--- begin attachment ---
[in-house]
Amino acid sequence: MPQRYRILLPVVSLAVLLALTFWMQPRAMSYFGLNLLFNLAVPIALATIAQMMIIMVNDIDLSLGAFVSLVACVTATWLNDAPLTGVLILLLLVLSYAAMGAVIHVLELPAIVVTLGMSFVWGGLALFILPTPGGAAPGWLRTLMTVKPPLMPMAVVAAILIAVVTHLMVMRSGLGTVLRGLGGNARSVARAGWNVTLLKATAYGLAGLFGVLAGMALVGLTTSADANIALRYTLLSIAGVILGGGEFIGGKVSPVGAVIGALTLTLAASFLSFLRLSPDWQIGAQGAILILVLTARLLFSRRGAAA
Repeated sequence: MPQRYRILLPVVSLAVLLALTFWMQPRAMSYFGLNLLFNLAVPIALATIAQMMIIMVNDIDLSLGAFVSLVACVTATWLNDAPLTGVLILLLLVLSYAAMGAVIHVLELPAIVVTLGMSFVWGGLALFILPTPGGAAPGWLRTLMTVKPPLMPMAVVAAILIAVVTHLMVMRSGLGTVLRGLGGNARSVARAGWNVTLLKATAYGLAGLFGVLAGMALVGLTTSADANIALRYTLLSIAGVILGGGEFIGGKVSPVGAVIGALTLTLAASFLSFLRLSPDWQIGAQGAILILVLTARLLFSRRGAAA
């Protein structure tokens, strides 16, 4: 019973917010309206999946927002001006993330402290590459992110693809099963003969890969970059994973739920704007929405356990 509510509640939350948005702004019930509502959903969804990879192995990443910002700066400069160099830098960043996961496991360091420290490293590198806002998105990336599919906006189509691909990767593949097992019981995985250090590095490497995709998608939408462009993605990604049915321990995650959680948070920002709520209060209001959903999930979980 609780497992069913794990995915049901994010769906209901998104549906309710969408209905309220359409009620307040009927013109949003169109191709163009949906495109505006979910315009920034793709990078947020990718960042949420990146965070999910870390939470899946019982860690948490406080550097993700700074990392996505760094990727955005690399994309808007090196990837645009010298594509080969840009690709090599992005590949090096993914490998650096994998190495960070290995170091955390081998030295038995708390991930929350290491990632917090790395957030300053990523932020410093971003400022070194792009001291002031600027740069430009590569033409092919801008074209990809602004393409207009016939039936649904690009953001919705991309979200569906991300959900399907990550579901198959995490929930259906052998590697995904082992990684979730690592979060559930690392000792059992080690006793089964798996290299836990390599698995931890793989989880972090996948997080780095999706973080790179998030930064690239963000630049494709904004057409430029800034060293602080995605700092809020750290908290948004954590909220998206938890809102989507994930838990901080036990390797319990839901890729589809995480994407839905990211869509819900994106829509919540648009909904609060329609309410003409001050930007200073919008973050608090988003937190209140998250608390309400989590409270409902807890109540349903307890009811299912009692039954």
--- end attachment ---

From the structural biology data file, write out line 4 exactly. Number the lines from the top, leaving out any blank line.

């Protein structure tokens, strides 16, 4: 019973917010309206999946927002001006993330402290590459992110693809099963003969890969970059994973739920704007929405356990 509510509640939350948005702004019930509502959903969804990879192995990443910002700066400069160099830098960043996961496991360091420290490293590198806002998105990336599919906006189509691909990767593949097992019981995985250090590095490497995709998608939408462009993605990604049915321990995650959680948070920002709520209060209001959903999930979980 609780497992069913794990995915049901994010769906209901998104549906309710969408209905309220359409009620307040009927013109949003169109191709163009949906495109505006979910315009920034793709990078947020990718960042949420990146965070999910870390939470899946019982860690948490406080550097993700700074990392996505760094990727955005690399994309808007090196990837645009010298594509080969840009690709090599992005590949090096993914490998650096994998190495960070290995170091955390081998030295038995708390991930929350290491990632917090790395957030300053990523932020410093971003400022070194792009001291002031600027740069430009590569033409092919801008074209990809602004393409207009016939039936649904690009953001919705991309979200569906991300959900399907990550579901198959995490929930259906052998590697995904082992990684979730690592979060559930690392000792059992080690006793089964798996290299836990390599698995931890793989989880972090996948997080780095999706973080790179998030930064690239963000630049494709904004057409430029800034060293602080995605700092809020750290908290948004954590909220998206938890809102989507994930838990901080036990390797319990839901890729589809995480994407839905990211869509819900994106829509919540648009909904609060329609309410003409001050930007200073919008973050608090988003937190209140998250608390309400989590409270409902807890109540349903307890009811299912009692039954």